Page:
||This thesis presents a reassessment of the 'monarchiens', the group of constitutional monarchists of whom the most prominent were Malouet, Mounier, Lally-Tolendal, Mallet du Pan and Montlosier, in the whole period from 1787 to 1799.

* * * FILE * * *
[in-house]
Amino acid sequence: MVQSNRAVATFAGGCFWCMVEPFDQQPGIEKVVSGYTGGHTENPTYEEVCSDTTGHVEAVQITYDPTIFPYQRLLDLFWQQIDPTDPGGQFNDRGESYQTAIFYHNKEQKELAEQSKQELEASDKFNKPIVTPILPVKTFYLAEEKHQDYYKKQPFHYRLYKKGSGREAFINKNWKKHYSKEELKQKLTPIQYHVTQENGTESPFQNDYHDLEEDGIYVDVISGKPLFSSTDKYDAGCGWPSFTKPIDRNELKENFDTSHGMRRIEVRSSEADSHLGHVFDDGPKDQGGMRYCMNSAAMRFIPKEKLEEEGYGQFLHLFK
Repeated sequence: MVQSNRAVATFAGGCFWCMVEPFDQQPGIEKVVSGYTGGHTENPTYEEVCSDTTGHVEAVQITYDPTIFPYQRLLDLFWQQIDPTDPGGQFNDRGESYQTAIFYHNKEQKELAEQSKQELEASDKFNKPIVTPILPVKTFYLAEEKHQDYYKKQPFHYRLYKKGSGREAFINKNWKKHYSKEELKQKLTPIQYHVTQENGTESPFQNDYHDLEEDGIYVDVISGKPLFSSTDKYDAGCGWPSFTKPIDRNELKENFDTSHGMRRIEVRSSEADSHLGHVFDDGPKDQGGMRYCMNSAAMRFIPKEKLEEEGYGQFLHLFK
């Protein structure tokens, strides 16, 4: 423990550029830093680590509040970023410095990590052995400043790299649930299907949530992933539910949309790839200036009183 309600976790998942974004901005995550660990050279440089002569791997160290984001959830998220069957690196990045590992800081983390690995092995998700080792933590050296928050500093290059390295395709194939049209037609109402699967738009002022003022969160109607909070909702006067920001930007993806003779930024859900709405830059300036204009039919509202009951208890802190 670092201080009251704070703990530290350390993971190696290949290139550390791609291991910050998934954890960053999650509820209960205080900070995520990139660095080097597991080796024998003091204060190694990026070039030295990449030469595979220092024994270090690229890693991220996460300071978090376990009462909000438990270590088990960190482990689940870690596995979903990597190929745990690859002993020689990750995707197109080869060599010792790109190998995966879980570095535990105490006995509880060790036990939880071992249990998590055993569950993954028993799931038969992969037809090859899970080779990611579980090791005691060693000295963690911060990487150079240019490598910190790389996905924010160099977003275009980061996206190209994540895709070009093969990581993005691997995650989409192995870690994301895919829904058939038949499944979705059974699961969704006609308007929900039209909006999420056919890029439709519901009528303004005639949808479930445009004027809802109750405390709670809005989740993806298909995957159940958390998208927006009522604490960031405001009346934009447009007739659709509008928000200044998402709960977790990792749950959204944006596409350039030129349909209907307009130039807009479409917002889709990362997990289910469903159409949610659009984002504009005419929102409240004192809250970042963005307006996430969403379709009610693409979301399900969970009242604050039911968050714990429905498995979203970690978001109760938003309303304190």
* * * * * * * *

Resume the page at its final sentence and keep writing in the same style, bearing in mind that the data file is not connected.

Previous study of the monarchiens has concentrated on their unsuccessful.attempt to secure an English type of constitution in the summer of 1789. But the proposals, presented by the first constitutional committee of the Constituent Assembly led by Mounier, were hastily compiled and supported by a far from homogeneous group, many members of which would not have considered themselves as 'monarchien' later in the revolution (Chapters 2 and 4). The word 'monarchien' was not used in 1789; it was first used to describe the monarchist clubs led by Malouet and Clermont-Tonnerre in 1790 and 1791. A study of the controversy which surrounded these clubs reveals that both the Left and the Right conceived of the monarchiens primarily as the inheritors of the ministerial reformist tradition of the pre-revolution (Chapter 3). This was even more the case after the closure of the Constituent Assembly when 'monarchien-ism' became the vogue word of opprobrium in the polemical vocabulary of the counter-revolutionary Right (Chapter 5). An analysis of the monarchiens' own pronouncements in the clubs of 1790/91 (Chapter 3) and in their pamphlets of 1791/92 (Chapter 5) |